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The Adam Clarke Commentary

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 Chapter 2
Chapter 4
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Chapter 3

Jonah is sent again to Nineveh, a city of three days' journey, (being sixty miles in circumference, according to Diodorus Siculus,) 1-4. The inhabitants, in consequence of the prophet's preaching, repent in dust and ashes, 5-9. God, seeing that they were deeply humbled on account of their sins, and that they turned away from all their iniquities, repents of the evil with which he had threatened them, 10.

Notes on Chapter 3

Verse 1. And the word of the Lord
The same oracle as that before given; and which, from what he had felt and seen of the justice and mercy of the Lord, he was now prepared to obey.

Verse 2. And preach unto it the preaching
vekera eth hakkeriah, "And cry the cry that I bid thee." Be my herald, and faithfully deliver my message. The word κηρυξ in Greek answers to the Hebrew kore: both signifying a crier, a herald, a preacher; one that makes proclamation with a loud and earnest cry. Such was John Baptist, Isaiah 40:3; such was Jesus Christ, John 7:18-37; and such were all his apostles. And such earnestness becomes a ministry that has to do with immortal souls, asleep and dead in sin, hanging on the brink of perdition, and insensible of their state. The soft-speaking, gentle-toned, unmoved preacher, is never likely to awaken souls. As we preach, so the people hear; scarcely receiving any counsels that appear to have no importance by the manner in which they are delivered. But this earnestness is widely different from that noisy, blustering, screaming rant, that manifests more of the turbulence of disorderly passions, than of the real inspired influence of the Spirit of God.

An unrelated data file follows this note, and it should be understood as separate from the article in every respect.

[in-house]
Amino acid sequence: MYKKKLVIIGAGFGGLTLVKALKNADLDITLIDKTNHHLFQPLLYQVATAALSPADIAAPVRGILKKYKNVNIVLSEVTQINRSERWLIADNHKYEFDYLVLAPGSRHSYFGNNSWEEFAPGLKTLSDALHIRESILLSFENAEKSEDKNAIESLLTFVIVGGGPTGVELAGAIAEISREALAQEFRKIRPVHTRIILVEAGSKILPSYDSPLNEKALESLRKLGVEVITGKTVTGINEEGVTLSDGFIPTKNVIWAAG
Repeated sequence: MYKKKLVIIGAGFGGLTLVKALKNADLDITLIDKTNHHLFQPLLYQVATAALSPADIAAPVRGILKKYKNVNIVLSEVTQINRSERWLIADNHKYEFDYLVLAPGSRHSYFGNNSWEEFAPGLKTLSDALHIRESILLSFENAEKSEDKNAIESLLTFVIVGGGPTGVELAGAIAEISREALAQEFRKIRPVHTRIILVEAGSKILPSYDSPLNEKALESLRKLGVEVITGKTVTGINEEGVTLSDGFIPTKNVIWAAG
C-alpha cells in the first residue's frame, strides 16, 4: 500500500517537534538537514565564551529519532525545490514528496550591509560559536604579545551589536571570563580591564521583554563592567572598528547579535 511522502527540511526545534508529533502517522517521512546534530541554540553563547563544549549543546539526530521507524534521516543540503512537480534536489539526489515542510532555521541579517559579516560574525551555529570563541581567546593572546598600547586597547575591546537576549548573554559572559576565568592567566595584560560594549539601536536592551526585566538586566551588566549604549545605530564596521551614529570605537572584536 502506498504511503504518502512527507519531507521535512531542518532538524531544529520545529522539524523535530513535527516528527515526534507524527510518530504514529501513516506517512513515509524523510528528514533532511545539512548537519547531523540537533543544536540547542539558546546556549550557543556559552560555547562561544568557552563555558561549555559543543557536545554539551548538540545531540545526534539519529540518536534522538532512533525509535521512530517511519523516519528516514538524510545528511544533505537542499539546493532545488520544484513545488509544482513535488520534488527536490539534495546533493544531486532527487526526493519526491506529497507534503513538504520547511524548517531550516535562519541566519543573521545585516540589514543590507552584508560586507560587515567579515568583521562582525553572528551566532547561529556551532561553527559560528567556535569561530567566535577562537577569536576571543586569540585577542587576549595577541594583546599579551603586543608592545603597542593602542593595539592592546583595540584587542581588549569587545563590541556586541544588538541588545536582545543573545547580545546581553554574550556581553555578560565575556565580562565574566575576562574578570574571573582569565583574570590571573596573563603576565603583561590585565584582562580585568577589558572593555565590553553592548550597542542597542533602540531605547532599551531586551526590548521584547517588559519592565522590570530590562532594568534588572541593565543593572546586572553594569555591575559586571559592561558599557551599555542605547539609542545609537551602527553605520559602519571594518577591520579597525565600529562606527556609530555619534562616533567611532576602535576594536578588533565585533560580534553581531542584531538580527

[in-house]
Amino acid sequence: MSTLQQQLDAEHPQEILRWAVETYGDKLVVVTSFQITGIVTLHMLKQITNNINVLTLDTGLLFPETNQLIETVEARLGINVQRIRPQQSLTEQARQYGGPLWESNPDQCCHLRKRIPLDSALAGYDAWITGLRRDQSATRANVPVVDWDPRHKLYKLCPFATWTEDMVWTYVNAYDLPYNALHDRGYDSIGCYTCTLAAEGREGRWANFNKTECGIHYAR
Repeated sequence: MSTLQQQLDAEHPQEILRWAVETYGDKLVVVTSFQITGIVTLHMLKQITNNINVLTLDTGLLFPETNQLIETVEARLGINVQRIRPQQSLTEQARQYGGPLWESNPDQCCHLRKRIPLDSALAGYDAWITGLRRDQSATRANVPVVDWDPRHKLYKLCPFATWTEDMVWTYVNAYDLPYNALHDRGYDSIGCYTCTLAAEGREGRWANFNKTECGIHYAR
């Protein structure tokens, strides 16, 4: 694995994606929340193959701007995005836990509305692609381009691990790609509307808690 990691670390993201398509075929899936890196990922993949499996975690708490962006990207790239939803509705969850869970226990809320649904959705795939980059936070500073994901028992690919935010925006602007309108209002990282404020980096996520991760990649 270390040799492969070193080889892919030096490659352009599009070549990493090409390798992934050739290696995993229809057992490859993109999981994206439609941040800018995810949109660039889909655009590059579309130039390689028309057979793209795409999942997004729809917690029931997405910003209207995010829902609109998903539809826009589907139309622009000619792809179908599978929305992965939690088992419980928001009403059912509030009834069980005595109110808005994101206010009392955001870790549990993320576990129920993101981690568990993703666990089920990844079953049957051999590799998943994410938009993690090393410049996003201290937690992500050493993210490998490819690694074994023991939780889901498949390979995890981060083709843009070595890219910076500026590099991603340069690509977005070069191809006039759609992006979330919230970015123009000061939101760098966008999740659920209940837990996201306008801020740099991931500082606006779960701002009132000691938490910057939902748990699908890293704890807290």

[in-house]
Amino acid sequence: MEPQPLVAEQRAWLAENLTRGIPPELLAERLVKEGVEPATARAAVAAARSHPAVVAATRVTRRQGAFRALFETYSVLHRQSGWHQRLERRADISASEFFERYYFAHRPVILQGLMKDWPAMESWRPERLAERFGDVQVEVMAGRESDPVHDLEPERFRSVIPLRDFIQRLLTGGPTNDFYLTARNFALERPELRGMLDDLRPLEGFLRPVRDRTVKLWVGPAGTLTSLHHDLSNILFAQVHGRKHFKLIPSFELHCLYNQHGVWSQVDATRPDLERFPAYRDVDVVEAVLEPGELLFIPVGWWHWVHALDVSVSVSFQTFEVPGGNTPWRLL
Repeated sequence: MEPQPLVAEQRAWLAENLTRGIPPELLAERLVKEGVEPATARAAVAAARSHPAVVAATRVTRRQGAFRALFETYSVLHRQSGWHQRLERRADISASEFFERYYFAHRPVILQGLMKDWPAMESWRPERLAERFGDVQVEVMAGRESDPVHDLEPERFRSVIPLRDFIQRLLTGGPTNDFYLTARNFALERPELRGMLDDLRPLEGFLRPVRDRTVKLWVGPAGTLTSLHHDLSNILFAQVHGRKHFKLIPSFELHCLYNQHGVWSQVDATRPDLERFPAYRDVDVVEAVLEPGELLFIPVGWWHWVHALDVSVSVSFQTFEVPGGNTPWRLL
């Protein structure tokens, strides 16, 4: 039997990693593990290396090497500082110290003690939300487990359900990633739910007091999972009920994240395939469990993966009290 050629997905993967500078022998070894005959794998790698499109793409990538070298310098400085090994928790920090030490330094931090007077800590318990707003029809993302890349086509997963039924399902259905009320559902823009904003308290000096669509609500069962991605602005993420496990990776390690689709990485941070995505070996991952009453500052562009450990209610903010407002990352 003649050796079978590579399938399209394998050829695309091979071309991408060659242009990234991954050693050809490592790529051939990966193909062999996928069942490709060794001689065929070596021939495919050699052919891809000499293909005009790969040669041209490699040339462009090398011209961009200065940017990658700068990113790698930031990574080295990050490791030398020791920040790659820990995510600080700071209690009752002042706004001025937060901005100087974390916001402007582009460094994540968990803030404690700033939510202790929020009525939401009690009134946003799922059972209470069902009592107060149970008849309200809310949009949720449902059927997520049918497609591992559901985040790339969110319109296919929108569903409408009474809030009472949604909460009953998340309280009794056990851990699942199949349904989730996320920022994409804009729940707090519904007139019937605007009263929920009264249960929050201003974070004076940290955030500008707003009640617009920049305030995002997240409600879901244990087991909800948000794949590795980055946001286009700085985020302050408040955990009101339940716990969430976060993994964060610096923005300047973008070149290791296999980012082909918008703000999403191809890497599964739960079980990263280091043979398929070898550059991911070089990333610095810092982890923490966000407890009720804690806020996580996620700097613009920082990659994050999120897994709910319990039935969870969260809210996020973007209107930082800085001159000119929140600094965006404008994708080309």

Verse 3. Nineveh was an exceeding great city, of three days' journey.
See on Jonah 1:2. Strabo says, lib. xvi., πολυμειζωνηντηςβαβυλωνος, "it was much larger than Babylon:" and Ninus, the builder, not only proposed to make it the largest city of the world, but the largest that could be built by man. See Diodor. Sic. Bib. l. ii. And as we find, from the lowest computation, that it was at least fifty-four or sixty English miles in circumference, it would take the prophet three days to walk round upon the walls, and announce from them the terrible message, "Yet forty days, and Nineveh will be destroyed!"